Word of mouth (WOM) has re-emerged as an important marketing phenomenon, and its use as a customer acquisition method has started to attract renewed interest (e.g., Godes and Mayzlin 2009; Iyengar, Van den Bulte, and Valente 2010). Traditionally, WOM’s appeal has lied in the belief that it is cheaper than other acquisition methods. A few recent studies document that customers acquired through WOM also tend to churn less than customers acquired through traditional channels, and that they tend to bring in additional customers for the firm through their own WOM (Choi 2009; Trusov, Bucklin, and Pauwels 2009; Villanueva, Yoo, and Hanssens 2008). One study further suggests that customers acquired through WOM may generate more revenue for the firm than customers acquired through traditional marketing efforts (Villanueva, Yoo, and Hanssens 2008).
From a managerial point of view, these findings are encouraging and suggest purposely timulating WOM to acquire more customers. However, there are concerns that WOM timulated by the firm may be substantially less effective than organic WOM in generating aluable customers (Trusov, Bucklin, and Pauwels 2009; Van den Bulte 2010):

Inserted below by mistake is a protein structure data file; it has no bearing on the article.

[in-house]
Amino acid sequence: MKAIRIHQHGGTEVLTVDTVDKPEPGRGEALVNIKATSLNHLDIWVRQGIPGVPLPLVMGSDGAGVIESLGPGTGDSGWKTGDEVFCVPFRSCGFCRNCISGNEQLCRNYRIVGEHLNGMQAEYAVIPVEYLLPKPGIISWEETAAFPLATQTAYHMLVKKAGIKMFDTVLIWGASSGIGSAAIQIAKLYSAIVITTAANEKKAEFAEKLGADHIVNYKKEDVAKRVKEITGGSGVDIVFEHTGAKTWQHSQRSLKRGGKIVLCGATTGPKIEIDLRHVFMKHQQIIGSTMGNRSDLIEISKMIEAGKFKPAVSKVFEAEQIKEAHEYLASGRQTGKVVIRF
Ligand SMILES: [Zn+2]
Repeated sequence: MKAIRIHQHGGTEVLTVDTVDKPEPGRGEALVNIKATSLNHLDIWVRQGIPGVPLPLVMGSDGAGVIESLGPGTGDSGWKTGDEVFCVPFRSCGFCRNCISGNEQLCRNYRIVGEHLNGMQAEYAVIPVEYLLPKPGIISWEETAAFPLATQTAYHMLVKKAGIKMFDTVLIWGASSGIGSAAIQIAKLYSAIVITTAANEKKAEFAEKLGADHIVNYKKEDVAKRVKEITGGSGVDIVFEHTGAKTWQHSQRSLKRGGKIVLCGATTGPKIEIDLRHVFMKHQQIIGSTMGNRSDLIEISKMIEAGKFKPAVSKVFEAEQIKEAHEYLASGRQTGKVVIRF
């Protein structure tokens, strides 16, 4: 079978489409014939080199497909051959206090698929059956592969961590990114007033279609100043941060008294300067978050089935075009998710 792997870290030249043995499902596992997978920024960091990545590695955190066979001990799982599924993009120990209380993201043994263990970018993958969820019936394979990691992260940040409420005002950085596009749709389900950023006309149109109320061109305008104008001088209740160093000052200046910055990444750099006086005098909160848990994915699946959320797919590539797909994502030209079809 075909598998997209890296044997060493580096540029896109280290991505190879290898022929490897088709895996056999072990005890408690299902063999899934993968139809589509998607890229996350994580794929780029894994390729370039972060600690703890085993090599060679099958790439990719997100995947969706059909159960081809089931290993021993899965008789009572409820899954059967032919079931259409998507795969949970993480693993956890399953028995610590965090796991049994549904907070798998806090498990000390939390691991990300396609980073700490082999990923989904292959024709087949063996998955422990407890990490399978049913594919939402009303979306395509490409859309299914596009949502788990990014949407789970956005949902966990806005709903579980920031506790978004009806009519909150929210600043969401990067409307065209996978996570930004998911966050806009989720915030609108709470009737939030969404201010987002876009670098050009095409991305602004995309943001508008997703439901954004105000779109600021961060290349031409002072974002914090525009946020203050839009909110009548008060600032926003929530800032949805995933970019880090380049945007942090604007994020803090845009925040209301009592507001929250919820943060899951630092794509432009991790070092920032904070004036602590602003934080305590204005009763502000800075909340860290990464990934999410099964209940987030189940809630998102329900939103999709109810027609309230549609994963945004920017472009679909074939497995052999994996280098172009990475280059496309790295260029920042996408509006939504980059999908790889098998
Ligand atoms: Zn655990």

(i) targeted rospects may be suspicious of stimulated WOM efforts; (ii) such efforts often involve a monetary reward for the referrer who as a result may seem less trustworthy; (iii) programs providing economic benefits tend not to be very sustainable (Lewis 2006); (iv) unlike organic WOM, stimulated WOM is not free, raising questions about cost-effectiveness; and (v) stimulated WOM is prone to abuse by opportunistic referrers. The uncertainty about the benefits of stimulated WOM in customer acquisition is frustrating for managers facing demands to increase their marketing ROI and wondering whether or not to use this method. Our study addresses this managerial issue by investigating the value of customers acquired through stimulated WOM and comparing it with the value of customers acquired through other methods. We do so in the context of a specific WOM marketing practice that is gaining prominence: referral programs in which the firm rewards existing customers for bringing in new customers.
Whereas such programs are generally seen as an attractive way to acquire customers, their benefits are typically considered to be their targetability and cost effectiveness (Mummert 2000). We broaden this view by assessing the value of customers acquired through such a program.Specifically, we answer four questions. (i) Are customers acquired through a referral program more valuable than other customers? (ii) Is the difference in customer value large enough to cover the costs of such stimulated WOM customer acquisition efforts? (iii) Are customers acquired through a referral program more valuable because they generate higher margins, exhibit higher retention, or both? (iv) Do differences in margins and retention remain stable or do they erode? The answers to the last two questions provide a deeper insight into what might be driving the value differential.